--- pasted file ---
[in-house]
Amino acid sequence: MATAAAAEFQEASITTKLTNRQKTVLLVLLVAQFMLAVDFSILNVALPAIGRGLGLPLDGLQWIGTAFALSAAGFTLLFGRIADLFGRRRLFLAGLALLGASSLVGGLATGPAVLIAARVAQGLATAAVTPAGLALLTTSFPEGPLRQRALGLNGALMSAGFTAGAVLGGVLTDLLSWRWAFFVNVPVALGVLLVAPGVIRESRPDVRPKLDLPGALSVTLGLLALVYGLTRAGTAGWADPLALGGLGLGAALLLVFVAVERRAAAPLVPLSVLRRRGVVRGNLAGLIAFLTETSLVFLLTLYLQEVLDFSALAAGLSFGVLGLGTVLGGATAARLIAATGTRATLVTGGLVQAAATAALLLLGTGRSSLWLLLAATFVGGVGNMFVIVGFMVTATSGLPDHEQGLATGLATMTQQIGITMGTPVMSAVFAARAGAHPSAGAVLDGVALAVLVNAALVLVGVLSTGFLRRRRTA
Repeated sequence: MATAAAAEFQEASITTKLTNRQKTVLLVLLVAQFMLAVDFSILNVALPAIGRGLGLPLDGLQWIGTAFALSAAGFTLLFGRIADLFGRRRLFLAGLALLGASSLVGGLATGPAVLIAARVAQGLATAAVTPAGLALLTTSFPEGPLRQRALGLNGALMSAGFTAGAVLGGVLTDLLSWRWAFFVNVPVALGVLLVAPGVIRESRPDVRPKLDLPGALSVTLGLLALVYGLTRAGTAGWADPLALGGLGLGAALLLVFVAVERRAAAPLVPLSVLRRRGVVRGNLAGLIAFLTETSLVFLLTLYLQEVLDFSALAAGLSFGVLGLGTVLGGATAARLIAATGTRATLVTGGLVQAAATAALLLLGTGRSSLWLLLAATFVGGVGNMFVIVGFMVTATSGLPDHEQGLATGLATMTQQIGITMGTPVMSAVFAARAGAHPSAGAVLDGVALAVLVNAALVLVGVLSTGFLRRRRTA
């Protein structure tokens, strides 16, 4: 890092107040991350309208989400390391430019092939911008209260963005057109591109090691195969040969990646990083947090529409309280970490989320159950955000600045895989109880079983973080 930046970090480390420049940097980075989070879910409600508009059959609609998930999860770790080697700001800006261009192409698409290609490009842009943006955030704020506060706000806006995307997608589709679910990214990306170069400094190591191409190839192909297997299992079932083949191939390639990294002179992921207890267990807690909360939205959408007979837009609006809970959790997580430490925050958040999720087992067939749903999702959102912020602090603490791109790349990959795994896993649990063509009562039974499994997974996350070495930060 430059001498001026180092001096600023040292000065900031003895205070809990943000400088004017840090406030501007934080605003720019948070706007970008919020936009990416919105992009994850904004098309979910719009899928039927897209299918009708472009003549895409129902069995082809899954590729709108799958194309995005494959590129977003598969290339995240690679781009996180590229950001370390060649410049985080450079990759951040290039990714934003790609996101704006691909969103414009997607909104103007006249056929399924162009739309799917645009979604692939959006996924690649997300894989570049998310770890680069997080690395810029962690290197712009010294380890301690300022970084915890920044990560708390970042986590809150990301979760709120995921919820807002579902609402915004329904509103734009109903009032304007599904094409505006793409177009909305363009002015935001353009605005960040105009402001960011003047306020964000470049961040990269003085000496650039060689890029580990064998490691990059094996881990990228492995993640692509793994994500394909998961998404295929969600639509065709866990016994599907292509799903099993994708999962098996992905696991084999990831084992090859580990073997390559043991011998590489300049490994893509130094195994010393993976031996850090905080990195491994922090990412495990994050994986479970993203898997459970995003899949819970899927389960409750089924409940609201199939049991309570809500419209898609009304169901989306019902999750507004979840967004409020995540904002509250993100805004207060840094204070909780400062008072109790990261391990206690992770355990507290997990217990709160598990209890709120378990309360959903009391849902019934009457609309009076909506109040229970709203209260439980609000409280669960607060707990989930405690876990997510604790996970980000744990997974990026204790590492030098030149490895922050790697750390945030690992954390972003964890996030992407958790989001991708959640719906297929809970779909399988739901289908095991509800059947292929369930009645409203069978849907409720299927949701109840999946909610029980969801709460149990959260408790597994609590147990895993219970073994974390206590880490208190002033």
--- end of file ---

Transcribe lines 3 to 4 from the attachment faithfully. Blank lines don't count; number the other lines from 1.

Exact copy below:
Repeated sequence: MATAAAAEFQEASITTKLTNRQKTVLLVLLVAQFMLAVDFSILNVALPAIGRGLGLPLDGLQWIGTAFALSAAGFTLLFGRIADLFGRRRLFLAGLALLGASSLVGGLATGPAVLIAARVAQGLATAAVTPAGLALLTTSFPEGPLRQRALGLNGALMSAGFTAGAVLGGVLTDLLSWRWAFFVNVPVALGVLLVAPGVIRESRPDVRPKLDLPGALSVTLGLLALVYGLTRAGTAGWADPLALGGLGLGAALLLVFVAVERRAAAPLVPLSVLRRRGVVRGNLAGLIAFLTETSLVFLLTLYLQEVLDFSALAAGLSFGVLGLGTVLGGATAARLIAATGTRATLVTGGLVQAAATAALLLLGTGRSSLWLLLAATFVGGVGNMFVIVGFMVTATSGLPDHEQGLATGLATMTQQIGITMGTPVMSAVFAARAGAHPSAGAVLDGVALAVLVNAALVLVGVLSTGFLRRRRTA
């Protein structure tokens, strides 16, 4: 890092107040991350309208989400390391430019092939911008209260963005057109591109090691195969040969990646990083947090529409309280970490989320159950955000600045895989109880079983973080 930046970090480390420049940097980075989070879910409600508009059959609609998930999860770790080697700001800006261009192409698409290609490009842009943006955030704020506060706000806006995307997608589709679910990214990306170069400094190591191409190839192909297997299992079932083949191939390639990294002179992921207890267990807690909360939205959408007979837009609006809970959790997580430490925050958040999720087992067939749903999702959102912020602090603490791109790349990959795994896993649990063509009562039974499994997974996350070495930060 430059001498001026180092001096600023040292000065900031003895205070809990943000400088004017840090406030501007934080605003720019948070706007970008919020936009990416919105992009994850904004098309979910719009899928039927897209299918009708472009003549895409129902069995082809899954590729709108799958194309995005494959590129977003598969290339995240690679781009996180590229950001370390060649410049985080450079990759951040290039990714934003790609996101704006691909969103414009997607909104103007006249056929399924162009739309799917645009979604692939959006996924690649997300894989570049998310770890680069997080690395810029962690290197712009010294380890301690300022970084915890920044990560708390970042986590809150990301979760709120995921919820807002579902609402915004329904509103734009109903009032304007599904094409505006793409177009909305363009002015935001353009605005960040105009402001960011003047306020964000470049961040990269003085000496650039060689890029580990064998490691990059094996881990990228492995993640692509793994994500394909998961998404295929969600639509065709866990016994599907292509799903099993994708999962098996992905696991084999990831084992090859580990073997390559043991011998590489300049490994893509130094195994010393993976031996850090905080990195491994922090990412495990994050994986479970993203898997459970995003899949819970899927389960409750089924409940609201199939049991309570809500419209898609009304169901989306019902999750507004979840967004409020995540904002509250993100805004207060840094204070909780400062008072109790990261391990206690992770355990507290997990217990709160598990209890709120378990309360959903009391849902019934009457609309009076909506109040229970709203209260439980609000409280669960607060707990989930405690876990997510604790996970980000744990997974990026204790590492030098030149490895922050790697750390945030690992954390972003964890996030992407958790989001991708959640719906297929809970779909399988739901289908095991509800059947292929369930009645409203069978849907409720299927949701109840999946909610029980969801709460149990959260408790597994609590147990895993219970073994974390206590880490208190002033």